11) Stability - A measure of the atmosphere's ability to develop and sustain rising currents of air. A "Stability Index" usually compares the temperature and moisture in the lower atmosphere with that of the upper atmosphere. Warm, moist air in the lower atmosphere, and cold air in the upper atmosphere, all contribute to more unstable conditions.

12) Tornado - A violently rotating column of air, in contact with the ground, usually found in the southwest quadrant of the storm. Tornadoes are usually pendant from wall clouds or directly from the thunderstorm base, within a few miles to the southwest of the precipitation shaft. Tornadoes are still called tornadoes even after they lift off the ground. The MAJORITY of tornadoes are found at the REAR of the storm.

13) Virga - Wisps or streaks of rain falling out of a cloud but not reaching the ground. When seen from a distance these streaks can be mistaken for funnels or tornadoes.

14) Wall cloud - A local and often abrupt lowering of a rain-free cumulonimbus base, either rotating or non-rotating, from 1 to 4 miles in diameter, and usually situated in the southwest portion of the storm. Wall clouds are found in the rear of the storm; NEVER on the leading edge.

15) Warning - A warning is issued by the local Weather Wervice Office when severe weather has developed in the area. They are statements of imminent danger and are for relatively small areas. Warnings are issued for severe thunderstorms, tornadoes, or flash floods. The MSP Weather Service also issues "Very Severe Thunderstorm Warnings" when they expect winds in excess of 75 miles per hour (hurricane force winds).

16) Watch - An area in which the National Severe Storms Forecast Center in Kansas City feels conditions are favorable for the development of severe weather. They usually include an area 140 miles wide by 200 miles long and are issued for the potential of severe thunderstorms, tornadoes, or flash floods. A Watch means be aware of the potential for severe weather.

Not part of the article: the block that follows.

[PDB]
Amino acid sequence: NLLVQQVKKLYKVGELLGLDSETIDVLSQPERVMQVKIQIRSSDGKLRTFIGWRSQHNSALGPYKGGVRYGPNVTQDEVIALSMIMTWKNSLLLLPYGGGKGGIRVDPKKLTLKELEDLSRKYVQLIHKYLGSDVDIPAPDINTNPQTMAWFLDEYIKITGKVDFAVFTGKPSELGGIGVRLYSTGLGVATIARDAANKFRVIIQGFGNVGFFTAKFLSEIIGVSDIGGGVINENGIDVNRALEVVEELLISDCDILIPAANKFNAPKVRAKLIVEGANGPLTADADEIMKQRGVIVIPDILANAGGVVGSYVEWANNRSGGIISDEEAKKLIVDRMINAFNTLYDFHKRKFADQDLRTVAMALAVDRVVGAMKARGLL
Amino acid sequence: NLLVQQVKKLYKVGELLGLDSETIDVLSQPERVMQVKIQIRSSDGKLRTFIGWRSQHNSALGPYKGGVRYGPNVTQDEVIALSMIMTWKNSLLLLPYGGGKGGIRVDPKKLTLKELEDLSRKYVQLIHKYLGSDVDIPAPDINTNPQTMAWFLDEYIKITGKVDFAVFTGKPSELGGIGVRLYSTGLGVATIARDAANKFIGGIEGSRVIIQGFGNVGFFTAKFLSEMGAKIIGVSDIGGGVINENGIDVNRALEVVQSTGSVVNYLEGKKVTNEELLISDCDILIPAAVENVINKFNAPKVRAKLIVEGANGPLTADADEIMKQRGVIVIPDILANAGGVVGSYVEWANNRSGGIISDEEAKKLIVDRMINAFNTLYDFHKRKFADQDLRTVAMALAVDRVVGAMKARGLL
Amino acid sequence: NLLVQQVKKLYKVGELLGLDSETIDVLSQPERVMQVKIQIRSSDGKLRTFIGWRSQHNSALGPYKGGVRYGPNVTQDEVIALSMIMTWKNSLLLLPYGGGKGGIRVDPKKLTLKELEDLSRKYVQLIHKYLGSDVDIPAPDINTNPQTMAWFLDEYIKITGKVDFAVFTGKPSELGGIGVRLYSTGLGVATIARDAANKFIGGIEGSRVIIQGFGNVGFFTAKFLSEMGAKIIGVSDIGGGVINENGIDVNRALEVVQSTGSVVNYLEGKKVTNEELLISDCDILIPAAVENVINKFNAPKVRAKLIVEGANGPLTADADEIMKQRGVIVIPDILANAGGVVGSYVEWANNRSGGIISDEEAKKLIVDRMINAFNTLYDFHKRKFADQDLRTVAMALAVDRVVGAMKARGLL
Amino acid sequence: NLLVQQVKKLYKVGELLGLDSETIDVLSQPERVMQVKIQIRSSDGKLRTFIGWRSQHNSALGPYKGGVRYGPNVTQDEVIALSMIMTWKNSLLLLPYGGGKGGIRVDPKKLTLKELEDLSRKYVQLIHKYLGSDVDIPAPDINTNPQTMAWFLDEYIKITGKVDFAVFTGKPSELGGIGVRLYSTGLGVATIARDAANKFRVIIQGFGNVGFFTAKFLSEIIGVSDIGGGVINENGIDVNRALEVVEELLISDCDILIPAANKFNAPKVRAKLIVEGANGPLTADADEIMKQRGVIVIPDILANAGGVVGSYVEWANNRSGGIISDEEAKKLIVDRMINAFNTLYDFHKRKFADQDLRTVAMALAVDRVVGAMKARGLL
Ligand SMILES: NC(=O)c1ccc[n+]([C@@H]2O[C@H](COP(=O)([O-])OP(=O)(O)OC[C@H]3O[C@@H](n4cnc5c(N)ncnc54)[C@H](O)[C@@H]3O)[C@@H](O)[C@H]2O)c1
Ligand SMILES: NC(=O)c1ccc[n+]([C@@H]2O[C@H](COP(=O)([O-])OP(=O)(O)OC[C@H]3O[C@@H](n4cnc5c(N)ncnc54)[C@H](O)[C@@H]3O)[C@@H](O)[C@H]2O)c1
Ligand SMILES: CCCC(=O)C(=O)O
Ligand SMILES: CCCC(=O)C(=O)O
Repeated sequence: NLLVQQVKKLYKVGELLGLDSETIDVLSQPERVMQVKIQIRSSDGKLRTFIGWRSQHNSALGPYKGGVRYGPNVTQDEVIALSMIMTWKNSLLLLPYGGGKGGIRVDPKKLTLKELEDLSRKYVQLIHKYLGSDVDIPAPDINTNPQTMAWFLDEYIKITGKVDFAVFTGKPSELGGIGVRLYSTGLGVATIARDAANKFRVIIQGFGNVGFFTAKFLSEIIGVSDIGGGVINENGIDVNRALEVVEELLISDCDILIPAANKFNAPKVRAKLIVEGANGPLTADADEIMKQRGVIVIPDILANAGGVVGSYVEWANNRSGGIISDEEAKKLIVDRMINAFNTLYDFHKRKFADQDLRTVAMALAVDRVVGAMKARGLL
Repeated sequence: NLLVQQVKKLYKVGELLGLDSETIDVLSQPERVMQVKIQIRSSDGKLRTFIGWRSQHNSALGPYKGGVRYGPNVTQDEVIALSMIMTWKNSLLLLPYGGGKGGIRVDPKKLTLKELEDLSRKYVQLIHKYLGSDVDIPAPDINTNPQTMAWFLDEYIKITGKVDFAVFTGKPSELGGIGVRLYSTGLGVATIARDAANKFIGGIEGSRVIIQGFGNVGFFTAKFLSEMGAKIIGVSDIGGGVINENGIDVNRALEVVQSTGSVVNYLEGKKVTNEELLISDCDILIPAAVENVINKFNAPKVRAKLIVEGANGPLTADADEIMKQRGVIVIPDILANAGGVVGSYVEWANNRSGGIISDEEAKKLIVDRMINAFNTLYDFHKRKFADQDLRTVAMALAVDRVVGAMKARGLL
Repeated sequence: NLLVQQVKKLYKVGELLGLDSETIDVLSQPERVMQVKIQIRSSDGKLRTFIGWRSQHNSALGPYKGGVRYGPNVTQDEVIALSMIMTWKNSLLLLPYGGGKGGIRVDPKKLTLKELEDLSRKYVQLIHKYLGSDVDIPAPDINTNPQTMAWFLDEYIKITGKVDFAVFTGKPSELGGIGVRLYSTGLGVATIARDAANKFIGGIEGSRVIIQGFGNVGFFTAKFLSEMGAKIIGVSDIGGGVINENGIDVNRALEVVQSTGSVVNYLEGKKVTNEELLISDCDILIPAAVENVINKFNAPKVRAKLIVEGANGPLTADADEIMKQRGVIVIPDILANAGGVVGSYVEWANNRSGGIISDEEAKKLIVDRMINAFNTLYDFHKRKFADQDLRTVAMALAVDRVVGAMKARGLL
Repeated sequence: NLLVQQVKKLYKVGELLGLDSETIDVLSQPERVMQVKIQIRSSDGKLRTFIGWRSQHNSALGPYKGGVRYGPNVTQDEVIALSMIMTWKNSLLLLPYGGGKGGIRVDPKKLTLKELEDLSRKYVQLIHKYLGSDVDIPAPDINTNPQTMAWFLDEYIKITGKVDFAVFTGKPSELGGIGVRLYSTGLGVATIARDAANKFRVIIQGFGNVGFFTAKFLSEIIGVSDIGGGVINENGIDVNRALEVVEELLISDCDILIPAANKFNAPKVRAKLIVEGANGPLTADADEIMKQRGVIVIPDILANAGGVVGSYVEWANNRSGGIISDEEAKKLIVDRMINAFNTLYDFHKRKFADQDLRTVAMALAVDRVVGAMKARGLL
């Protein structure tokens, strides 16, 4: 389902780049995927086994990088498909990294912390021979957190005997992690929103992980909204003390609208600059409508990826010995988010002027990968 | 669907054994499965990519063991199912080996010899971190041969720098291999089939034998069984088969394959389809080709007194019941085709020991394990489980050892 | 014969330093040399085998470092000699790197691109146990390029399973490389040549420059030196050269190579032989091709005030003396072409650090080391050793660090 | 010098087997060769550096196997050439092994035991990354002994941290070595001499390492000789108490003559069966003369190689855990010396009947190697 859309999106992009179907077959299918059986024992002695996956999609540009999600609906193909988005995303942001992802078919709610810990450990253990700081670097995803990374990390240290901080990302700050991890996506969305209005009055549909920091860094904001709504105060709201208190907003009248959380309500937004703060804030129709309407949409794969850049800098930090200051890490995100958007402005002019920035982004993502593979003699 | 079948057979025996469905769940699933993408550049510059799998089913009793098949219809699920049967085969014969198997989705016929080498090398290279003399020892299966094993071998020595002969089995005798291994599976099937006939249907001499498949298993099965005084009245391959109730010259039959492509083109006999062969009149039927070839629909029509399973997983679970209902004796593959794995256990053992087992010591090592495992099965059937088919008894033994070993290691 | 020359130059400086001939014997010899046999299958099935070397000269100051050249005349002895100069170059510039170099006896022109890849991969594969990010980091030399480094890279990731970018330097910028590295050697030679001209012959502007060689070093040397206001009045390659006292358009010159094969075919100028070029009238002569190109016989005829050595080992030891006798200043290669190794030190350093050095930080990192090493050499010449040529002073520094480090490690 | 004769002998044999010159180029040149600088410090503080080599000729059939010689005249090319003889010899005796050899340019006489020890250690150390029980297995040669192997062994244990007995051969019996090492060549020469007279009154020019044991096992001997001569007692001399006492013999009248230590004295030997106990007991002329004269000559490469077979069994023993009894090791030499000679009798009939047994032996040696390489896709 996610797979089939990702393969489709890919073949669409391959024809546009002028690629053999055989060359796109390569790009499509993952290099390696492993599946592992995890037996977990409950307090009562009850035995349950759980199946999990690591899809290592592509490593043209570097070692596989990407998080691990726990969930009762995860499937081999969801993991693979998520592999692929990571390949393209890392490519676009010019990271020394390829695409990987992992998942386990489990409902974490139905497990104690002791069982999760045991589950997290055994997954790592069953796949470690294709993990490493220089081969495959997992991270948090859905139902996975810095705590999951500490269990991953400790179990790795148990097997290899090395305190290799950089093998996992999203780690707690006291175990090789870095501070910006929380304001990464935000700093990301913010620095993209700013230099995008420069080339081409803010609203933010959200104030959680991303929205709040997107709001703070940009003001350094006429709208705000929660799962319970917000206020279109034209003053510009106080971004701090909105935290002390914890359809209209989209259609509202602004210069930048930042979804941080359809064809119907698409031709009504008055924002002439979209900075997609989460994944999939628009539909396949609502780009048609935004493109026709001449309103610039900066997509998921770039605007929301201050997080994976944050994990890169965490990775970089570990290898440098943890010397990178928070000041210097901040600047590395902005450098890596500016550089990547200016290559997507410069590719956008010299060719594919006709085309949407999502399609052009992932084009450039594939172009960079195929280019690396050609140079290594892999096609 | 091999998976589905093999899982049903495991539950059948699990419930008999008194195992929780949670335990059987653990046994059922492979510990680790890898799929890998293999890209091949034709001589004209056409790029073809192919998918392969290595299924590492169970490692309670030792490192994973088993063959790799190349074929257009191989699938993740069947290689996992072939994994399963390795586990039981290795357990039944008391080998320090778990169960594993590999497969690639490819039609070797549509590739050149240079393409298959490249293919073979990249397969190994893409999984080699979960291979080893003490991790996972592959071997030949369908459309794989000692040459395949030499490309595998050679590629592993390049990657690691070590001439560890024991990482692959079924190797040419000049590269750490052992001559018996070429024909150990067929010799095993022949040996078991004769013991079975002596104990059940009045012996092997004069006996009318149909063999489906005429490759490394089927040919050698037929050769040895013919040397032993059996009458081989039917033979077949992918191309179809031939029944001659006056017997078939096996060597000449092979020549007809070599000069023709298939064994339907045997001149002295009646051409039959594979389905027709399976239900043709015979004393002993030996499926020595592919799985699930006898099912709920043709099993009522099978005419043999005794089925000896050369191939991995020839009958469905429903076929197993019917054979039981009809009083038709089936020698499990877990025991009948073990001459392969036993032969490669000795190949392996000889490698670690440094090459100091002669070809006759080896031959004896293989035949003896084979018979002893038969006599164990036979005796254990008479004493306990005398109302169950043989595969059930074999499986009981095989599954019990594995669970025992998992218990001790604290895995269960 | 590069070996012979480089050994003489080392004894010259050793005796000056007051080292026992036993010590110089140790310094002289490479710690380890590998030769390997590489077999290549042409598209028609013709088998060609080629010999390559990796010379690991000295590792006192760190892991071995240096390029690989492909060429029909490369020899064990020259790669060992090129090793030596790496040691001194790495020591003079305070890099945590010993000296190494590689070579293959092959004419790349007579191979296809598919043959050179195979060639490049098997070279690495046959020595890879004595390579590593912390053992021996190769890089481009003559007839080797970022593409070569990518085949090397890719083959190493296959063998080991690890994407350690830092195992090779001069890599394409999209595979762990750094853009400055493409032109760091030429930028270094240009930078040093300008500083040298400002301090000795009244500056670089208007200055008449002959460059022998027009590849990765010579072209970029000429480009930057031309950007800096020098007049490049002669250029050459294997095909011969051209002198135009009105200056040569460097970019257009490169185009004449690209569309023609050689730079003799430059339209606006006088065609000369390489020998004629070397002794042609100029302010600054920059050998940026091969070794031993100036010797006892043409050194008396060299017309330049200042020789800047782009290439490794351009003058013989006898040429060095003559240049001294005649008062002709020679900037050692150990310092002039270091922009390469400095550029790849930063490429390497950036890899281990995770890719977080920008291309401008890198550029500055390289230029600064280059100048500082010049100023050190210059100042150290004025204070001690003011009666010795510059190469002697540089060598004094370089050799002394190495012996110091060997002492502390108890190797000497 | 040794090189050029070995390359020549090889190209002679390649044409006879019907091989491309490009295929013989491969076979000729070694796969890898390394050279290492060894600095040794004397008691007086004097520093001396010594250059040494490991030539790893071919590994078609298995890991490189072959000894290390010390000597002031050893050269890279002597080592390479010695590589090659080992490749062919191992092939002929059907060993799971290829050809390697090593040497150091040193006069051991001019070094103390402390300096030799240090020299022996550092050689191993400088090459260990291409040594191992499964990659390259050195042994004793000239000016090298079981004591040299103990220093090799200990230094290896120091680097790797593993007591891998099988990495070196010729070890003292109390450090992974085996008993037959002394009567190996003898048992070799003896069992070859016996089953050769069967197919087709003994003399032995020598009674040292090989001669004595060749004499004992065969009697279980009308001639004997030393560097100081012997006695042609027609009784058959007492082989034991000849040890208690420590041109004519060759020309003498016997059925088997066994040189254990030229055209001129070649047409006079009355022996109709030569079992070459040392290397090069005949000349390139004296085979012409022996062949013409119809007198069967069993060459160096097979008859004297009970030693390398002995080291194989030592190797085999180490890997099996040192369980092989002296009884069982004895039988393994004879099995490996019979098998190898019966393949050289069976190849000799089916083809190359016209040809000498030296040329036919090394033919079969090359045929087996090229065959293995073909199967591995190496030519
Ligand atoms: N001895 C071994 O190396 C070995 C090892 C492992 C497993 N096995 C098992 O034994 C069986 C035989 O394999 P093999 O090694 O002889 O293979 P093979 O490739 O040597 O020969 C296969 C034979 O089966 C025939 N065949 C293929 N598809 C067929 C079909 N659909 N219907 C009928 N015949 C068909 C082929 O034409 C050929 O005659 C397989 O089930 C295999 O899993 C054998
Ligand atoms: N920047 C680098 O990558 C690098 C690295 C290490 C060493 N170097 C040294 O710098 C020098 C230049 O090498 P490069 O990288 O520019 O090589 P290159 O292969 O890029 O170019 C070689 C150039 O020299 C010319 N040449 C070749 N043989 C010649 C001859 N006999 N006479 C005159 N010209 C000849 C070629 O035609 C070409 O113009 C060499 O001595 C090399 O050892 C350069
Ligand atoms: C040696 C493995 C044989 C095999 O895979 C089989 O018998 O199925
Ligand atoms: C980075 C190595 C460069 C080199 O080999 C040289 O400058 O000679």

1) Distance to thunderstorm

Count the time from the flash of lightning until you hear thunder. Take this time and divide by 5. This gives approximate distance to thunderstorm in miles.

2) Approximate height of convective clouds

To find the height of convective type clouds take the temperature (F) - dewpoint temperature (F). Multiply this number by 220. This will give approximate height in feet.

3) Approximate dewpoint from temperature and relative humidity

To find dewpoint take temperature x humidity + temperature. Take this result and divide by 2. This will give approximate dewpoint during a typical summer day.

Example: Temp = 80 (F) Relative Humidity = 60%

80 x .60 + 80 = 128. 128/2= 64. Dewpoint= 64


Stability Indices

1) SWEAT Index (Severe Weather Threat Index)

Values under 300......Limited severe thunderstorm potential.

Values 300 thru 400...Severe thunderstorm potential.

Values over 400.......Tornado potential.

2) Total totals

Values under 44..Limited potential for thunderstorms

Values 44-45.....Isolated light thunderstorms.

Values 46-47.....Scattered light/few moderate thunderstorms.

Values 48-49.....Scattered light/few moderate/isolated severe.

Values 50-51.....Scattered moderate/few severe/isolated tornado.

Values 52-55.....Numerous moderate/few severe/few tornado.

Values over 55...Numerous moderate/scattered severe w/tornadoes.

3) Lifted Index

Values over +2.....Limited thunderstorm potential.

Values +2 to -2....Thunderstorm potential.

Values -2 to -6....Severe thunderstorm potential.

Values under -6....Tornado potential.


Return to the Skywarn Page.
Return to the WFO Dodge City Home Page